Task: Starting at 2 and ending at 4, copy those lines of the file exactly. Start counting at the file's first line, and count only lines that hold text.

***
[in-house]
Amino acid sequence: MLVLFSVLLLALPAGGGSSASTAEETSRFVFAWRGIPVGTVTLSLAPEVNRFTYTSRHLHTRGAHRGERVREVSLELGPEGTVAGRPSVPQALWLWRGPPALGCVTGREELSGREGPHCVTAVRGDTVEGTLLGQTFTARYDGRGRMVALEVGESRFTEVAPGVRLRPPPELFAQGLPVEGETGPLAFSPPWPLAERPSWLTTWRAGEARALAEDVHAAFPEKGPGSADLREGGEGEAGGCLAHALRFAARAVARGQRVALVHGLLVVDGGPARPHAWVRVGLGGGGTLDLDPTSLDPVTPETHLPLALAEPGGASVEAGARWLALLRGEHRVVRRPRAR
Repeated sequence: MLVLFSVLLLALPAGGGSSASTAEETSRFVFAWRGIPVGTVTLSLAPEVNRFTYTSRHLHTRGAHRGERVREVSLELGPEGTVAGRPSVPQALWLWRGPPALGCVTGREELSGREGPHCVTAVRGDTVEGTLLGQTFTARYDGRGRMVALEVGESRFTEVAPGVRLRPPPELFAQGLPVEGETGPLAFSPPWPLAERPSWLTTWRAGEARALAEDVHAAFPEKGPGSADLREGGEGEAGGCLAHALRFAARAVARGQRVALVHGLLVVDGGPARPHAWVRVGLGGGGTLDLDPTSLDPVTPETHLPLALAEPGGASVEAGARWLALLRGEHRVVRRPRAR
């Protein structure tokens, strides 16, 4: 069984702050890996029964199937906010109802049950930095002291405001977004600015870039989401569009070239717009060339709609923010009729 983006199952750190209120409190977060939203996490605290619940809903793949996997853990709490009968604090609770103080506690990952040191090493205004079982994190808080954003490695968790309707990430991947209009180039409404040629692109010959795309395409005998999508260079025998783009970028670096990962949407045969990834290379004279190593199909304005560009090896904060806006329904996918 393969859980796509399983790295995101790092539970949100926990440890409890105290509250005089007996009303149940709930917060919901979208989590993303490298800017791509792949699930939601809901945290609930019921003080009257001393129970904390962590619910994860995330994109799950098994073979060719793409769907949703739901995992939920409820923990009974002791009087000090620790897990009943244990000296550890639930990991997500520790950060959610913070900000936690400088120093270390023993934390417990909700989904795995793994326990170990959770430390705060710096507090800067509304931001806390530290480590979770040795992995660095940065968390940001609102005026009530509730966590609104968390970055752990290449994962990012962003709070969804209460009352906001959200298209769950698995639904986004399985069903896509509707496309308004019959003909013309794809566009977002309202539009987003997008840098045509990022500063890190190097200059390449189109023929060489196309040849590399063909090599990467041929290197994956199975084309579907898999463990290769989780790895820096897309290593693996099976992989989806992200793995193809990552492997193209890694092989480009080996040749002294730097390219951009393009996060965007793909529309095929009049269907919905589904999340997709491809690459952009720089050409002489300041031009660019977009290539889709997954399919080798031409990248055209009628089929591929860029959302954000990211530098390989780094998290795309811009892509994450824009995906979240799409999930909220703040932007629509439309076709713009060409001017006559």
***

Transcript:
Amino acid sequence: MLVLFSVLLLALPAGGGSSASTAEETSRFVFAWRGIPVGTVTLSLAPEVNRFTYTSRHLHTRGAHRGERVREVSLELGPEGTVAGRPSVPQALWLWRGPPALGCVTGREELSGREGPHCVTAVRGDTVEGTLLGQTFTARYDGRGRMVALEVGESRFTEVAPGVRLRPPPELFAQGLPVEGETGPLAFSPPWPLAERPSWLTTWRAGEARALAEDVHAAFPEKGPGSADLREGGEGEAGGCLAHALRFAARAVARGQRVALVHGLLVVDGGPARPHAWVRVGLGGGGTLDLDPTSLDPVTPETHLPLALAEPGGASVEAGARWLALLRGEHRVVRRPRAR
Repeated sequence: MLVLFSVLLLALPAGGGSSASTAEETSRFVFAWRGIPVGTVTLSLAPEVNRFTYTSRHLHTRGAHRGERVREVSLELGPEGTVAGRPSVPQALWLWRGPPALGCVTGREELSGREGPHCVTAVRGDTVEGTLLGQTFTARYDGRGRMVALEVGESRFTEVAPGVRLRPPPELFAQGLPVEGETGPLAFSPPWPLAERPSWLTTWRAGEARALAEDVHAAFPEKGPGSADLREGGEGEAGGCLAHALRFAARAVARGQRVALVHGLLVVDGGPARPHAWVRVGLGGGGTLDLDPTSLDPVTPETHLPLALAEPGGASVEAGARWLALLRGEHRVVRRPRAR
């Protein structure tokens, strides 16, 4: 069984702050890996029964199937906010109802049950930095002291405001977004600015870039989401569009070239717009060339709609923010009729 983006199952750190209120409190977060939203996490605290619940809903793949996997853990709490009968604090609770103080506690990952040191090493205004079982994190808080954003490695968790309707990430991947209009180039409404040629692109010959795309395409005998999508260079025998783009970028670096990962949407045969990834290379004279190593199909304005560009090896904060806006329904996918 393969859980796509399983790295995101790092539970949100926990440890409890105290509250005089007996009303149940709930917060919901979208989590993303490298800017791509792949699930939601809901945290609930019921003080009257001393129970904390962590619910994860995330994109799950098994073979060719793409769907949703739901995992939920409820923990009974002791009087000090620790897990009943244990000296550890639930990991997500520790950060959610913070900000936690400088120093270390023993934390417990909700989904795995793994326990170990959770430390705060710096507090800067509304931001806390530290480590979770040795992995660095940065968390940001609102005026009530509730966590609104968390970055752990290449994962990012962003709070969804209460009352906001959200298209769950698995639904986004399985069903896509509707496309308004019959003909013309794809566009977002309202539009987003997008840098045509990022500063890190190097200059390449189109023929060489196309040849590399063909090599990467041929290197994956199975084309579907898999463990290769989780790895820096897309290593693996099976992989989806992200793995193809990552492997193209890694092989480009080996040749002294730097390219951009393009996060965007793909529309095929009049269907919905589904999340997709491809690459952009720089050409002489300041031009660019977009290539889709997954399919080798031409990248055209009628089929591929860029959302954000990211530098390989780094998290795309811009892509994450824009995906979240799409999930909220703040932007629509439309076709713009060409001017006559």